Since 1981, NASA space shuttles have been rocketing from the Florida coast into Earth orbit. The five orbiters — Columbia, Challenger, Discovery, Atlantis and Endeavour — have flown more than 130 times, carrying over 350 people into space and travelling more than half a billion miles, more than enough to reach Jupiter. Designed to return to Earth and land like a giant glider, the shuttle was the world's first reusable space vehicle. More than all of that, though, the shuttle program expanded the limits of human achievement and broadened our understanding of our world.
It all started with STS-1, launched on April 12, 1981, just twenty years to the day after Soviet cosmonaut Yuri Gagarin became the first human in space. When astronauts John Young and Robert Crippen launched that morning in Columbia, it was the first time in history a new spacecraft was launched on its maiden voyage with a crew aboard.
For an entire generation, the space shuttle was NASA. We've watched a parade of firsts -- Sally Ride, Guy Bluford, Kathy Sullivan, John Glenn and others. We've seen astronauts float free, and launch and repair spacecraft like Hubble which have fundamentally changed our understanding of the universe.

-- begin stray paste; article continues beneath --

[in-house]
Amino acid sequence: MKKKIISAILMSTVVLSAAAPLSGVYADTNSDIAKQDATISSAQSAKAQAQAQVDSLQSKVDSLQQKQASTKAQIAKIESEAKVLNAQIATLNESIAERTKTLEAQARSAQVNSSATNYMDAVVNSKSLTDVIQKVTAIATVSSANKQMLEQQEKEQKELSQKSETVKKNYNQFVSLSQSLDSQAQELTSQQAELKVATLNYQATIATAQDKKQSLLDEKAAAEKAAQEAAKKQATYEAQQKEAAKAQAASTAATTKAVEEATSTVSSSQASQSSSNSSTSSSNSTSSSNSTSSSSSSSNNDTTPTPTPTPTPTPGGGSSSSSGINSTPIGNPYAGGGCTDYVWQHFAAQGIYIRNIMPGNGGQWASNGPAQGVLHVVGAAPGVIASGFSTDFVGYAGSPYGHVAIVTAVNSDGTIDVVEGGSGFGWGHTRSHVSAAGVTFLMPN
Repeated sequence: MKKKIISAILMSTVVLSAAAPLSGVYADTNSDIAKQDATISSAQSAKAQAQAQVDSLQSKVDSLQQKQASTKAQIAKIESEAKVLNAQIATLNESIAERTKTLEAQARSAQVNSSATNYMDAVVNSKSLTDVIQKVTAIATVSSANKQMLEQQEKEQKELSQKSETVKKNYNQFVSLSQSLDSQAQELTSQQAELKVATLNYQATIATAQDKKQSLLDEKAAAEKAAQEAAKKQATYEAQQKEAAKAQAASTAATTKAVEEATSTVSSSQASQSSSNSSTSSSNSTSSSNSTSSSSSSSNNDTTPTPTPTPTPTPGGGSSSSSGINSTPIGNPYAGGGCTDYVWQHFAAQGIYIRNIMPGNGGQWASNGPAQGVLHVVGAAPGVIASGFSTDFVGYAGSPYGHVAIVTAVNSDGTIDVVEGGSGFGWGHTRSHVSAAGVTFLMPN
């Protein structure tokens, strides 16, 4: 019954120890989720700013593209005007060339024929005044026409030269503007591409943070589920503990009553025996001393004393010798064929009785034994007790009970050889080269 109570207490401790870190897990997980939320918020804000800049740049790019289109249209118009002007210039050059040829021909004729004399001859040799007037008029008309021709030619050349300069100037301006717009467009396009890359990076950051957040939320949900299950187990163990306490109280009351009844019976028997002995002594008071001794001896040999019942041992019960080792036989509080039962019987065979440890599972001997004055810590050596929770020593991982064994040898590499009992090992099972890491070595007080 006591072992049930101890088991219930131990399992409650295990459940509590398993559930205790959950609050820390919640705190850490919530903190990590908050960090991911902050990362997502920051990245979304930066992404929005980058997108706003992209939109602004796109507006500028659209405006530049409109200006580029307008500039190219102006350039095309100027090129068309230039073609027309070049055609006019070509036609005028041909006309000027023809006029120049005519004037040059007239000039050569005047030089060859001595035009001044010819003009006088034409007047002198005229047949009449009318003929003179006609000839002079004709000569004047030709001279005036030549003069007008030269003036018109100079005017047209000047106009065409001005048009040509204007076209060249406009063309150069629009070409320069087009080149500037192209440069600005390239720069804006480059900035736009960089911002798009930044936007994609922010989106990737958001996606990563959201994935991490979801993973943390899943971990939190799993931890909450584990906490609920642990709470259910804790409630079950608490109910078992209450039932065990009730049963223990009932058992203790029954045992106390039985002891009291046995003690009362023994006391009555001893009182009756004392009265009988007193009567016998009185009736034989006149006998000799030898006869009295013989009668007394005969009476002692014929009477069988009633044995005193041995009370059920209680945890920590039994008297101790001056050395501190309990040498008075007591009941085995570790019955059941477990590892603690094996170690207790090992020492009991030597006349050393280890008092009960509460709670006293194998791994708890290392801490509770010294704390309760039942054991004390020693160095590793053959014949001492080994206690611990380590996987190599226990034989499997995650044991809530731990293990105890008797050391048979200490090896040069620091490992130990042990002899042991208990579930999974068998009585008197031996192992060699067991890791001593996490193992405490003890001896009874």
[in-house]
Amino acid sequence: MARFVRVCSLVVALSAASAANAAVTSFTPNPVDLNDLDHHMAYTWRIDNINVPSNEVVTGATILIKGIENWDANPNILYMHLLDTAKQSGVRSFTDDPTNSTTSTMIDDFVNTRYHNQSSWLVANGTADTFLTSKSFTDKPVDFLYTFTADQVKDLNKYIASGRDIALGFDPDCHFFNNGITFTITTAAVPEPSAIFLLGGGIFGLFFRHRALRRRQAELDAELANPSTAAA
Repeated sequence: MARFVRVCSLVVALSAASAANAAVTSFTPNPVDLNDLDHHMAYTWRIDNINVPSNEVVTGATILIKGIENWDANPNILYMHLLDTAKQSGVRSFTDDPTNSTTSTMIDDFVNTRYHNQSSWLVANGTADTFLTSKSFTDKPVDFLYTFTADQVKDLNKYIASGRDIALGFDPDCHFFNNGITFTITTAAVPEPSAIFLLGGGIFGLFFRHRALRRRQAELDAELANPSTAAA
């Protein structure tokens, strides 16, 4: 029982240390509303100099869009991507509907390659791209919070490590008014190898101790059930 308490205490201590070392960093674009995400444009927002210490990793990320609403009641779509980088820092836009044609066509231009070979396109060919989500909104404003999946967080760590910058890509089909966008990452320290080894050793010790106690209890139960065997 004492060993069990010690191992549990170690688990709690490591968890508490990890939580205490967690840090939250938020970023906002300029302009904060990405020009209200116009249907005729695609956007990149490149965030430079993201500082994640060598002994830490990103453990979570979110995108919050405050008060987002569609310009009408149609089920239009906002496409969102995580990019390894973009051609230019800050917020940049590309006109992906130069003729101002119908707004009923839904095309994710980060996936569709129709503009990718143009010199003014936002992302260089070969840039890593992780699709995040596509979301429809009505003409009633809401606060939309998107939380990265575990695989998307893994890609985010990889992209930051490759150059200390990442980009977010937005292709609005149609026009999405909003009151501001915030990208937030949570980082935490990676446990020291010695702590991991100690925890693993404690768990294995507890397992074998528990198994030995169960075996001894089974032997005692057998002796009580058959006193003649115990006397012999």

In this feature, we look back at the Shuttle's historic missions, the people it flew into space, and its achievements.
The colors of the links correspond to a different orbiter.
A feature exploring the Space Shuttle Rollout process.
A short animation explaining the Shuttle liftoff process.
Since 1981, NASA's fleet of space shuttles have been roaring into orbit from the Kennedy Space Center. More than 130 times, these amazing machines have traveled to Earth orbit, deploying and repairing satellites, and doing experiments. Since 1998, shuttle missions have delivered the components and crews needed to build and maintain the International Space Station.